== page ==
Driver information delivery is focused on improving the human-machine interface (HMI). The instrument cluster is the traditional delivery method and is evolving to meet driver information needs. Clusters are gaining graphics capabilities and configurable displays are providing design and functionality flexibility. While the trend is a combined cluster design of analog and graphics displays, the ultimate configurable display may prove to be the head-up display (HUD).
Whether in a traditional instrument cluster package or an HUD, the configurable display HMI approach improves the ability to control the flow, prioritization and time of information being delivered to the driver.
A driver spends more time viewing the instrument cluster than any other part of the interior. Therefore, driver information must enhance safety, make transportation more efficient, driving more enjoyable and drivers more productive. Configurable displays provide designers with freedom to style the instrument cluster to better fit the interior vehicle style and alleviates the need to package as many non-critical components in the instrument cluster.
Currently, liquid crystal displays (LCDs) are the predominant trend in configurable display electronics and are used in two formats — dot matrix and thin-film transistor (TFT) displays.
Dot matrix displays, as seen in the Mercedes Benz E instrument cluster, allow features to be differently arranged. They are being used to differentiate driver information delivery between low/mid/high feature content vehicles by populating or depopulating information being displayed.
TFT displays have become prominent in secondary displays, often located in the center stack. As seen in the Audi A8 instrument cluster, TFT display material gives images and graphics a higher definition, has fast image switching times, good viewing angles and can be produced in large surface sizes. It is a more expensive approach, but TFT material prices have continued to decrease due to higher sales volumes and improvements in manufacturing technology.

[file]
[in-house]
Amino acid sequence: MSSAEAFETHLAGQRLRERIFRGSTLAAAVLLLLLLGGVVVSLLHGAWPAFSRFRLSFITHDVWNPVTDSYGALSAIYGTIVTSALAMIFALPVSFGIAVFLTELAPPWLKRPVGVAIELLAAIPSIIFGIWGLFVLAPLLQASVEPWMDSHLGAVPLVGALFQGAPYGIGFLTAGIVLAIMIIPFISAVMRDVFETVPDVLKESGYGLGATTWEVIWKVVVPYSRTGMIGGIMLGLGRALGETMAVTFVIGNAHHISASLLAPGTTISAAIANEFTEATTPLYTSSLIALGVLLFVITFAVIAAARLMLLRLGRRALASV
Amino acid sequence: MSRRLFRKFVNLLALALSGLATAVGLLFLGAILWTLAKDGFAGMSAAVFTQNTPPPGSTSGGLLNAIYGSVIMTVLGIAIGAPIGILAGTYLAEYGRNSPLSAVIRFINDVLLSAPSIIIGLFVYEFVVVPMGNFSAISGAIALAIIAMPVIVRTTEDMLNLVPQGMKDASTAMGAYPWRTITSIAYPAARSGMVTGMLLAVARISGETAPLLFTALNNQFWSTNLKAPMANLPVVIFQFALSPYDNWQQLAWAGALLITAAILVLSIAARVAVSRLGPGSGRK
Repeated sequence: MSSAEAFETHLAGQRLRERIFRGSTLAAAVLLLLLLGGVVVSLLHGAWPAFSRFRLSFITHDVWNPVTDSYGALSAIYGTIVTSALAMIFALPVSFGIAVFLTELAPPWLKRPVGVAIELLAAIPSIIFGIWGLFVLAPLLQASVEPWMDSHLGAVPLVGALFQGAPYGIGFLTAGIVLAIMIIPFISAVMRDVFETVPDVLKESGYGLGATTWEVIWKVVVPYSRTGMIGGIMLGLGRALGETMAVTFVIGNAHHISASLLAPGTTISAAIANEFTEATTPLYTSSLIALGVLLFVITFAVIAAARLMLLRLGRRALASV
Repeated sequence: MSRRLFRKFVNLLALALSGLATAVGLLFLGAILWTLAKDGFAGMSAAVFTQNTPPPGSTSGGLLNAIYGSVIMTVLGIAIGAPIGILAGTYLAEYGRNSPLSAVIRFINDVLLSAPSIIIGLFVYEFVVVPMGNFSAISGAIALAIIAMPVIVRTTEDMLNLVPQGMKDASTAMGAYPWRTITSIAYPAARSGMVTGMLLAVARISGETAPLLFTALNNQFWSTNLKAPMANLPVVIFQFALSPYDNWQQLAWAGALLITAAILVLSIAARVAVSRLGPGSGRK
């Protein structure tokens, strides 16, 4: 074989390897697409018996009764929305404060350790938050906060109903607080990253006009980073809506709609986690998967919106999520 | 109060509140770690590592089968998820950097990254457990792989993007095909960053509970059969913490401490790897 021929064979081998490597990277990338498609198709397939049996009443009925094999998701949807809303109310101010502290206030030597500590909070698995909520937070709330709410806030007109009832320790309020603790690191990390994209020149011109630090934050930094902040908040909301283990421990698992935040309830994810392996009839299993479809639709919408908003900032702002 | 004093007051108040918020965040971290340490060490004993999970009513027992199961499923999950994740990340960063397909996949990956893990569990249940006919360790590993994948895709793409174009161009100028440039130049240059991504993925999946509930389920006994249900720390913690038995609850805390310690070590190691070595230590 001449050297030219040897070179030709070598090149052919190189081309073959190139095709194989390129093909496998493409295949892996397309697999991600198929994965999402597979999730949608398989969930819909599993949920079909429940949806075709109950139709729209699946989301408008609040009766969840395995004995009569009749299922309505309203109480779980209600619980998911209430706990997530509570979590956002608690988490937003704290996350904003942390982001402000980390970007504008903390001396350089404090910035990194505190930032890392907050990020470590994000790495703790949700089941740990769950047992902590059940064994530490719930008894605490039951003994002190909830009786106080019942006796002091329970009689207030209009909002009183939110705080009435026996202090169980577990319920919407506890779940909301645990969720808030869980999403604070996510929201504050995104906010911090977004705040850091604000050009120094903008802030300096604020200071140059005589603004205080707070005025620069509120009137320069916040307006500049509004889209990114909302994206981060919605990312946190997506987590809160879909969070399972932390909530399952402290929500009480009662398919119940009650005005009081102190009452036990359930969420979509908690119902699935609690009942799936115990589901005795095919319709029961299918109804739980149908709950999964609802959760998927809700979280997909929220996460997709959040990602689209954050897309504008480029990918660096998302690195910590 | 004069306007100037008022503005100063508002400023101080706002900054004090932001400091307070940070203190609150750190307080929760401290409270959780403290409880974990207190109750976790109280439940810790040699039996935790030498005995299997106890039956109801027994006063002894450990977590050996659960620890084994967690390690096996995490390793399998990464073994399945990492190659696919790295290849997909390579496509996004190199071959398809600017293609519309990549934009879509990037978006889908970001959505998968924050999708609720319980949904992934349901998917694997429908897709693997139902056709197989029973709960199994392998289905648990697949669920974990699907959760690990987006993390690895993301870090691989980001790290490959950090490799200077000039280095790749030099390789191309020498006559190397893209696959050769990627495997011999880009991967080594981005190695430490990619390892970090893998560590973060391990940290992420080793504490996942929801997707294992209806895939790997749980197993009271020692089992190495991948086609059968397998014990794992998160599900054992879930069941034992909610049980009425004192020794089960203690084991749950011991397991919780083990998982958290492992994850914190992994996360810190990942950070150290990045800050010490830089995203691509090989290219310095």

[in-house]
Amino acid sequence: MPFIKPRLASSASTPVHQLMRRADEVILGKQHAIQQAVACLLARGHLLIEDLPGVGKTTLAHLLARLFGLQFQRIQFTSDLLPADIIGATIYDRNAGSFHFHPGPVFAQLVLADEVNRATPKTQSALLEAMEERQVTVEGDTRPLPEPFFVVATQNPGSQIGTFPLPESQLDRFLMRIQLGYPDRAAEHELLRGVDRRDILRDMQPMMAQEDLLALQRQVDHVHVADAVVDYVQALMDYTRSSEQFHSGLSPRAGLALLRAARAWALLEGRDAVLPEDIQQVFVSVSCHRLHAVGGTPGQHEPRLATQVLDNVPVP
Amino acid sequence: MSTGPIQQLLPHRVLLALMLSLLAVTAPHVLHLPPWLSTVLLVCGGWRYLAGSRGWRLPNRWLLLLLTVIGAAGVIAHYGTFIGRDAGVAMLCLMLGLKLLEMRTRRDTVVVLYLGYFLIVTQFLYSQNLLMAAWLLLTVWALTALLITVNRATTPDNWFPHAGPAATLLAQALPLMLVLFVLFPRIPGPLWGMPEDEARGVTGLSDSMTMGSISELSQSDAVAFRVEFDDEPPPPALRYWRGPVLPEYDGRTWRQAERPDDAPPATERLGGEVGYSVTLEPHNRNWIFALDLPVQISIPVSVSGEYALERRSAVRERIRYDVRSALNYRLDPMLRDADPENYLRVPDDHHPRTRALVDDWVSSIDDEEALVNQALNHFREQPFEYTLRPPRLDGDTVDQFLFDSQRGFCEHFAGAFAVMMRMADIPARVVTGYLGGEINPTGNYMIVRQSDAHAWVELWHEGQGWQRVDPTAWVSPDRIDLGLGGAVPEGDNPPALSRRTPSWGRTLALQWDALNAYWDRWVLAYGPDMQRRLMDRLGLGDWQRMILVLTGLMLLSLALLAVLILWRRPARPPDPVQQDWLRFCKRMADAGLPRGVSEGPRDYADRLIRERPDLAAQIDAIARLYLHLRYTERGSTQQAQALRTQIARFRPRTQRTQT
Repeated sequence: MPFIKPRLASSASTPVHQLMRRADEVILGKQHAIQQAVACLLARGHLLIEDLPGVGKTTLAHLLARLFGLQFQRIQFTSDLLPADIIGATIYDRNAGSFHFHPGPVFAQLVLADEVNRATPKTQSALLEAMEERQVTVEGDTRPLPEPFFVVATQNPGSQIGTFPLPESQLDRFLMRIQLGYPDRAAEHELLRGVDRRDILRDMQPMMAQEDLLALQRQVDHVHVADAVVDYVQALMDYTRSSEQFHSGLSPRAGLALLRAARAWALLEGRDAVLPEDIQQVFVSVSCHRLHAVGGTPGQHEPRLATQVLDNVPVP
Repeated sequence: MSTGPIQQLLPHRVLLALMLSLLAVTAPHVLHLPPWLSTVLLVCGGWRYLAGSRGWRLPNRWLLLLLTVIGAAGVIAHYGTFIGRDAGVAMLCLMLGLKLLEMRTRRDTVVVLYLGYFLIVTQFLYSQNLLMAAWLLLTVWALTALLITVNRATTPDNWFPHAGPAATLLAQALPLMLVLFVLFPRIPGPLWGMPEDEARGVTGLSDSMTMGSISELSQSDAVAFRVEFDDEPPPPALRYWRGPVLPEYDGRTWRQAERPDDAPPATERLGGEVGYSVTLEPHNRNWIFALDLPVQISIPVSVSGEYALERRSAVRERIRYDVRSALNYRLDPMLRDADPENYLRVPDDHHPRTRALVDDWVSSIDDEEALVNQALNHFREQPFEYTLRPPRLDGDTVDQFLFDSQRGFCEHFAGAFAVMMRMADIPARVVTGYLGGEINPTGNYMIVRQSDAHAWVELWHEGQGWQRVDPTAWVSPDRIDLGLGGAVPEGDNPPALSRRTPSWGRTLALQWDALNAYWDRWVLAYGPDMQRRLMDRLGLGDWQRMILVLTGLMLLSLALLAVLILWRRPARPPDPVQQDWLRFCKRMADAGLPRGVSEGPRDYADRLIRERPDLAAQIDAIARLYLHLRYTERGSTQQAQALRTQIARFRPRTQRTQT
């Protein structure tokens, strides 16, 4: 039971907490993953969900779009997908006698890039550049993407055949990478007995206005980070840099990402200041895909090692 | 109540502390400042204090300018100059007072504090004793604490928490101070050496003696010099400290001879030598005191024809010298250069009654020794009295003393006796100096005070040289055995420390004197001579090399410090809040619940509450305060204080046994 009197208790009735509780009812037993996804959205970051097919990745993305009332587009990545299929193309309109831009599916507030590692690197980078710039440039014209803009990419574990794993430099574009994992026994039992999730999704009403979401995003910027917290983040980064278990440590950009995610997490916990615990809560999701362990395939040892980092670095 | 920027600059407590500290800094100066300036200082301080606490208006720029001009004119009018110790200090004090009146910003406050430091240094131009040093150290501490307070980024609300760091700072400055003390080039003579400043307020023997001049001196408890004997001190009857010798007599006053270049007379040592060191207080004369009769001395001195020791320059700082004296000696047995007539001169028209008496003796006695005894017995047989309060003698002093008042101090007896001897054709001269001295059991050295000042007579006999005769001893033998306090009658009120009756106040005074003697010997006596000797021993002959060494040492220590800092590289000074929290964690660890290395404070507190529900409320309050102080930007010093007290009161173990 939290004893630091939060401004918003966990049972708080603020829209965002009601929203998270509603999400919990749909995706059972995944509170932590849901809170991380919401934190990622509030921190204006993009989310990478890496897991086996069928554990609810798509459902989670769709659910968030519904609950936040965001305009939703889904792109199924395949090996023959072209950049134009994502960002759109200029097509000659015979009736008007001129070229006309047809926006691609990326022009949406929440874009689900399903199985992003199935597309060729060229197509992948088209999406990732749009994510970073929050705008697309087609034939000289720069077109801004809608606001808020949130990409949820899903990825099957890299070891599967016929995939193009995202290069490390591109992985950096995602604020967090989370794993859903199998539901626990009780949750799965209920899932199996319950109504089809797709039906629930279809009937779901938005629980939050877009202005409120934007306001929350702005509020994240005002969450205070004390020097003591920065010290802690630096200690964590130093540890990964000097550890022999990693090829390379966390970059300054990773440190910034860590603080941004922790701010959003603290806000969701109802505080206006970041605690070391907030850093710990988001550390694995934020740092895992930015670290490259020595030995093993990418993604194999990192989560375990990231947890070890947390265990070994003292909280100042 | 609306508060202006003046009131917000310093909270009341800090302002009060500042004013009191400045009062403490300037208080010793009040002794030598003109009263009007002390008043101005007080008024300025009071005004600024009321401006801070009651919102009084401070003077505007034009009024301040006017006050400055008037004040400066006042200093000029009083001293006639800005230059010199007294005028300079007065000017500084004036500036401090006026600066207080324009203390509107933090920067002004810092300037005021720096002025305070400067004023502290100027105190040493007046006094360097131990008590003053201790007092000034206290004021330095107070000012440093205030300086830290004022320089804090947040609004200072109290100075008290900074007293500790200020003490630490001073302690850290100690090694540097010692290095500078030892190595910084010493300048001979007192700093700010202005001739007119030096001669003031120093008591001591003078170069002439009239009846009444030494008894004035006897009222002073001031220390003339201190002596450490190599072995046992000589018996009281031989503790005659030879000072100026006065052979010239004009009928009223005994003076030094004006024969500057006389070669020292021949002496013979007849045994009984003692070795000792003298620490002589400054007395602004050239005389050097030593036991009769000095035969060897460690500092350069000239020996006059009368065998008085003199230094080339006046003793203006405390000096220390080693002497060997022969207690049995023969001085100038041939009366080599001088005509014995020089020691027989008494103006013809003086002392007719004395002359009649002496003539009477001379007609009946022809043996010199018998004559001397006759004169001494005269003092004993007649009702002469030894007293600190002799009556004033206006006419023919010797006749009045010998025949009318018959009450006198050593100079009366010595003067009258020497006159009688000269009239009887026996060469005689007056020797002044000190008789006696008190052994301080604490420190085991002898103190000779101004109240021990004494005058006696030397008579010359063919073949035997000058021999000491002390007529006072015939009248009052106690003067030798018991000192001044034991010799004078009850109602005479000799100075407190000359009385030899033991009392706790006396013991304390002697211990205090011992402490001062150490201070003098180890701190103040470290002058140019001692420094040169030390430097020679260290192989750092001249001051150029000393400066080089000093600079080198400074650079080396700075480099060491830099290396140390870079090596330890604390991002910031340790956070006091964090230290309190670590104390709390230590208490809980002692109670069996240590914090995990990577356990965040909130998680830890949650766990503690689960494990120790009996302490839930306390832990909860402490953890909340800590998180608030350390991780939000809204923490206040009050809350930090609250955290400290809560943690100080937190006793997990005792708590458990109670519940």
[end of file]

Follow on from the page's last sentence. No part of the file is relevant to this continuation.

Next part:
Dot matrix and TFT displays can be found in the center of the instrument cluster. Positioning this driver information delivery solution between traditional analog gauges reduces glance times, while maintaining a sense of symmetry within the instrument cluster.
One step beyond the centered display is placing driver information in front of the driver in the optimum viewing area using HUD. In the future, HUD systems will continue to become more cost effective, dissipate less heat, more easily packaged, more reliable and better integrated into the vehicle's overall brand character. BMW has moved aggressively in the HUD direction and Siemens VDO Automotive is working with OEMs around the world on HUD solutions for next-generation vehicles over the next three years.
Configurable display technology has its challenges.Extremely cold temperatures affect dot matrix displays' delay switching times, forcing critical, immediate driver information to be communicated by other means. Also, delivering sharp color and contrast over a large viewing angle is a limitation of LCD displays. This challenge can be overcome when the display is in the instrument cluster.
The future of configurable display technology is being driven by automotive electronics and is getting brighter as added functionality and government regulations increase in-vehicle information. They have become the norm for most new domestic, European and Asian vehicles.
Active matrix displays are a cost-effective solution as display purchase volumes grow and styling and intelligent information delivery advantages are realized. Within the next two or three years, those who have not adopted reconfigurable displays will become hard pressed to control driver information delivery. Driver distraction in the form of information overload is becoming a reality.
ABOUT THE AUTHOR
John G. Sanderson is the president and chief executive officer of Siemens VDO Automotive Corp. He has the responsibility for the global automotive electronics supplier's North American business.